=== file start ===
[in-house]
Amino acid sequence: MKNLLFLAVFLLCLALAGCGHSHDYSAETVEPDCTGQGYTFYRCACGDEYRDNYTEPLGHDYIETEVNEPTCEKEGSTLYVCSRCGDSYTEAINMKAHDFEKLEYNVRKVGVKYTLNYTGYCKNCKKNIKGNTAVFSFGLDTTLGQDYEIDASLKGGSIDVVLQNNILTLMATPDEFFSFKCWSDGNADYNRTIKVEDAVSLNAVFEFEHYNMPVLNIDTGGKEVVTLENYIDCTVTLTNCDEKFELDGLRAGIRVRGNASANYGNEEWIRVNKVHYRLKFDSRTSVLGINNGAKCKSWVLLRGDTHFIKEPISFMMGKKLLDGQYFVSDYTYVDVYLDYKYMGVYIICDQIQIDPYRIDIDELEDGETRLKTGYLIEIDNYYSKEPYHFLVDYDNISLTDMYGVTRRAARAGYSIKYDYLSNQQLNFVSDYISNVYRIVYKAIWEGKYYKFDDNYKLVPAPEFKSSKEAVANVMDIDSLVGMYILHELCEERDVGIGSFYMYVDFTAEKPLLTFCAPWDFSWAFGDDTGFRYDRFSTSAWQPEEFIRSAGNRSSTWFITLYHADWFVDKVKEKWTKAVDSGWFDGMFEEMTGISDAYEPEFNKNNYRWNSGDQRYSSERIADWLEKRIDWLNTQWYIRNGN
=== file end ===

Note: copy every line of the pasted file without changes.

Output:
[in-house]
Amino acid sequence: MKNLLFLAVFLLCLALAGCGHSHDYSAETVEPDCTGQGYTFYRCACGDEYRDNYTEPLGHDYIETEVNEPTCEKEGSTLYVCSRCGDSYTEAINMKAHDFEKLEYNVRKVGVKYTLNYTGYCKNCKKNIKGNTAVFSFGLDTTLGQDYEIDASLKGGSIDVVLQNNILTLMATPDEFFSFKCWSDGNADYNRTIKVEDAVSLNAVFEFEHYNMPVLNIDTGGKEVVTLENYIDCTVTLTNCDEKFELDGLRAGIRVRGNASANYGNEEWIRVNKVHYRLKFDSRTSVLGINNGAKCKSWVLLRGDTHFIKEPISFMMGKKLLDGQYFVSDYTYVDVYLDYKYMGVYIICDQIQIDPYRIDIDELEDGETRLKTGYLIEIDNYYSKEPYHFLVDYDNISLTDMYGVTRRAARAGYSIKYDYLSNQQLNFVSDYISNVYRIVYKAIWEGKYYKFDDNYKLVPAPEFKSSKEAVANVMDIDSLVGMYILHELCEERDVGIGSFYMYVDFTAEKPLLTFCAPWDFSWAFGDDTGFRYDRFSTSAWQPEEFIRSAGNRSSTWFITLYHADWFVDKVKEKWTKAVDSGWFDGMFEEMTGISDAYEPEFNKNNYRWNSGDQRYSSERIADWLEKRIDWLNTQWYIRNGN